Posts by stepheng
19 April 2011 by stepheng
I have so far never been tempted to go into business but I notice that the most successful entrepreneurs often operate as families.
I suppose this can be down to trust but we have all heard of siblings falling out – usually over money.
I have always admired the Holts for their high business principles. They were good to their workers and gave away huge amounts of money to benefit the public.
Alfred and Philip Holt created the hugely-successful Ocean Steamship Company – known throughout the world as the Blue Funnel Line. Read more…
11 April 2011 by stepheng
I had several toy boats as a child ranging from wooden yachts to a plastic submarine that fired red torpedoes.
These paled into insignificance with the huge model sailing ship my friend treasured – it was kept in the bath. I can see it now with three masts towering above the soap dish.
8 April 2011 by stepheng
Until I studied this map (pictured) I was unaware of some of the great distances German U-boats travelled in search of prey.
I had heard stories of people taking pot shots at surfaced submarines coming up for air in Caribbean palm-fringed lagoons. This creates amazing pictures in the mind far from a conventional view of subs as oil-soaked tin cans.
Towards the end of the war there were U-boats capable of travelling from Germany to South America without refuelling and there are rumours top Nazis escaped this way. Read more…
Image courtesy of Liverpool Daily Post & Echo
I used to watch a lot of cowboy films and was amused when a cowpoke would offer refreshments out on the range.
“We got coffee and beans,” was always said with the relish more associated with the announcement of a huge feast.
I suppose it was all they could carry in their saddle bags but what about beef – dried, corned or salted? They were literally up to their withers in it. Read more…
22 March 2011 by stepheng
I once forgot to pay my bill when covering a big news story in Derbyshire – quite unintentional, of course.
It was at Glossop and the pub landlady came running out calling to me and waving the chit. I put it on my expenses later. In this story all those involved were happy to stay alive, never mind any unpaid bills.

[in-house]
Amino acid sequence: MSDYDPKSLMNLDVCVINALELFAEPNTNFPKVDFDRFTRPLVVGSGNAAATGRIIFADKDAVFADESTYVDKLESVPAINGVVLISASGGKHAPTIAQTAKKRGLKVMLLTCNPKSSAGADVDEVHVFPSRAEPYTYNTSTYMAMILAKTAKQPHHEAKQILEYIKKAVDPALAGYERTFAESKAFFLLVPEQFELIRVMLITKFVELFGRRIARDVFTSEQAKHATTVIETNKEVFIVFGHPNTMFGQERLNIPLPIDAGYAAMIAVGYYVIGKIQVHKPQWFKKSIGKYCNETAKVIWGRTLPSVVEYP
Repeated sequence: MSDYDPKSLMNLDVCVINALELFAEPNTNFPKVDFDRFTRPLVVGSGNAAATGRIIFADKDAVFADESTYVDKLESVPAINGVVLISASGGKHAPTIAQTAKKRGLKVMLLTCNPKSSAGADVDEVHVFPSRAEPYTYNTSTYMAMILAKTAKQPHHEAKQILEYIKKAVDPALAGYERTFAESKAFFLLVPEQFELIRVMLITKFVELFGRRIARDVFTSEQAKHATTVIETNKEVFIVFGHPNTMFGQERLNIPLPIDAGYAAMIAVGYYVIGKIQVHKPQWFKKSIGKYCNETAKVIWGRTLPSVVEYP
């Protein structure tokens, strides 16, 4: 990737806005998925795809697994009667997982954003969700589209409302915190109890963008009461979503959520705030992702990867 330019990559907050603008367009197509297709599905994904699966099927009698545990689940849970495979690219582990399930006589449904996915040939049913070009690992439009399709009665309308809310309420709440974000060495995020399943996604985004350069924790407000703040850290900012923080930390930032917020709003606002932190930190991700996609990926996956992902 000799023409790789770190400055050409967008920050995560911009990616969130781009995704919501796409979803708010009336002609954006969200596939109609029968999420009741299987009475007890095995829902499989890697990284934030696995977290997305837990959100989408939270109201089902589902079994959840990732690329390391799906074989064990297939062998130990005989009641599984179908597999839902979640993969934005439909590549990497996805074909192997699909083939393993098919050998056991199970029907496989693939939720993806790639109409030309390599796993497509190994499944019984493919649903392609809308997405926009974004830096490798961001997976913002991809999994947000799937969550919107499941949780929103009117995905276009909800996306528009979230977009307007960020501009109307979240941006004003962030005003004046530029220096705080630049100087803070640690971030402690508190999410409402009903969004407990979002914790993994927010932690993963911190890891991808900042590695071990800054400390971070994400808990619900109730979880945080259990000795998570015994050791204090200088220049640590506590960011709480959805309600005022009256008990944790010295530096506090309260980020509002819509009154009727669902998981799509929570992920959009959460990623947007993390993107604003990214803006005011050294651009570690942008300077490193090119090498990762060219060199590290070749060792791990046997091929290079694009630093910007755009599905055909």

The wealthy American businessman was savouring his time on the luxury liner, relaxing and sampling the varied menus Read more…
14 March 2011 by stepheng
I like the way Chinese artists have depicted the West over the centuries, particularly on ceramics and canvas.
Their work shows a fine delicacy which is charming as well as inspirational. Chinese marine art perhaps lacks the sense of movement captured by European artists but I am drawn in by the incredible technical detail.
A number of Chinese artists worked in Far East ports specialising in ship portraits for Western captains.
Several fine examples from the period 1850 to 1910 are on display in Merseyside Maritime Museum’s Art & the Sea gallery. Read more…
8 March 2011 by stepheng
Image courtesy of Liverpool Daily Post and Echo
I would not like to be a pirate – apart from being illegal, the chances of meeting a violent end are too great– but I do like the swashbuckling aspects.
The sight of the Jolly Roger (the pirate skull and crossbones) being raised is pretty exciting – it is a part of pirate lore which has been adapted by submariners.
A British commander first flew the notorious flag in modern times nearly 100 years ago. Read more…
28 February 2011 by stepheng
Image courtesy Liverpool Daily Post & Echo
This shipwreck happened just as I was starting my working life after leaving school and I still feel the sadness.